Water, Water, Everywhere…

…so get lots of drops to drink!

Most people know that the human body is made up of water. However, the importance of water cannot be understated.

Recent research shows that the average human body needs over 64 ounces of water a day – 3L (100 ounces) for men and 2.2L (74 ounces) for women (Ferrara, 2011). That’s a lot of water! The amount of consumption may seem overwhelming, but if you track your water intake throughout the day, it’s not that hard to stay hydrated.

One of the easiest ways to make sure you have enough water is to get a marked BPA-free water bottle. You can get them at any major retailer, and they don’t cost that much. The markings should indicate how much water you need to fill the bottle to reach your daily ounces. (Don’t want to buy a bottle? Use a whiteboard or a spreadsheet to keep track of how many 8-ounce glasses you consume in a day.)

By the way, you should NOT drink your water all at once – the goal is to get your 9 to 12 cups a day throughout the day. Drinking a lot of water in one sitting is harmful under any circumstance, and can lead to water poisoning (Ballantyne, 2007). Be sure to drink when you are thirsty, but never chug water in the hopes of keeping hydrated.

So what does water affect your digestive system? In short, everything. The rate of water absorption in the body as well as food, supplements, certain medications, and stool movement are dependent on your water intake (Picco, 2012). Therefore, giving your body its daily water intake will help its digestive system to process nutrients more efficiently, and relieve constipation.

Okay, we know that water is important. How do we fit in all of that water throughout the day? If you’re like me, you probably drink from a 16-ounce cup at mealtime rather than an 8-ounce one. So if you drink 16 ounces at breakfast, lunch, and dinner, that’s 48 ounces already! Let’s add another 16-ounce glass between breakfast and lunch, one between lunch and dinner, and one after dinner. That’s a total of 96 ounces, or 6 (16-ounce) cups of water! By spacing out your water intake, you’ll be able to keep hydrated and healthy.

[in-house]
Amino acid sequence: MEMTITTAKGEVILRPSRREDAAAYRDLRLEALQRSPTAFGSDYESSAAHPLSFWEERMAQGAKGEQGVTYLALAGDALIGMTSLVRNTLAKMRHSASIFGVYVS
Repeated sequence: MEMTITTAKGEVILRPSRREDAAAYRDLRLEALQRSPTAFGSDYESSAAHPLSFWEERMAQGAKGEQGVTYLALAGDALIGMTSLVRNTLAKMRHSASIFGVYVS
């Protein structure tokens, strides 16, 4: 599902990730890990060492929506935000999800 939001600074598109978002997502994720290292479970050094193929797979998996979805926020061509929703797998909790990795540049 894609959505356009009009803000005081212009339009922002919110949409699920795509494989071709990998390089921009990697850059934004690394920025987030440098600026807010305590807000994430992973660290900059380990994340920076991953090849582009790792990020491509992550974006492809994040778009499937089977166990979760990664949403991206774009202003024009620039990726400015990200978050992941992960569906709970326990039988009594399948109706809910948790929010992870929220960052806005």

And this doesn’t even include the water you’ll drink after exercising! 😀

Don’t like the thought of drinking plain water? You can always add to it. I wouldn’t recommend sugary drinks, but you could add a splash of citrus juice to your water, or even drink juice as long as it’s 100% fruit-based. Soda, energy drinks, and coffee don’t count – they’re too caloric and actually dehydrate the body when consumed in large quantities (Zeratsky, 2011). Besides, caffeine is terrible for digestive disorders.

I hope that this post was helpful for you! Feel free to leave any questions and/or comments below.

Hilary

  • PS – I am not a medical professional. This post was made for informative purpose and should not be used to supersede your doctor’s recommendations.
  • TL;DR: Water is crucial for your body, and it helps your digestive system to process its needs. Be sure to drink it every day, but not in one sitting.

References

Ballantyne, C. (2007, June 21). Strange but True: Drinking Too Much Water Can Kill. Scientific American. Retrieved from http://www.scientificamerican.com/article.cfm?id=strange-but-true-drinking-too-much-water-can-kill

Ferrara, D. (2011, April 27). Does Drinking Water Affect Food Digestion. Livestrong.com. Retrieved from http://www.livestrong.com/article/429906-does-drinking-water-affect-food-digestion/

Picco, M. (2011, April 19). Water After Meals: Does it Disturb Digestion. Mayoclinic.com. Retrieved from http://www.mayoclinic.com/health/digestion/AN01776

Zeratsky, K. (2011, August 20). Caffeine: Is it Dehydrating or Not? Mayoclinic.com. Retrieved from http://www.mayoclinic.com/health/caffeinated-drinks/AN01661

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About tmidigestion

Living life with my inflammation avatar, "Pesky." Current mantra: I may have TMI, but it does not have me.
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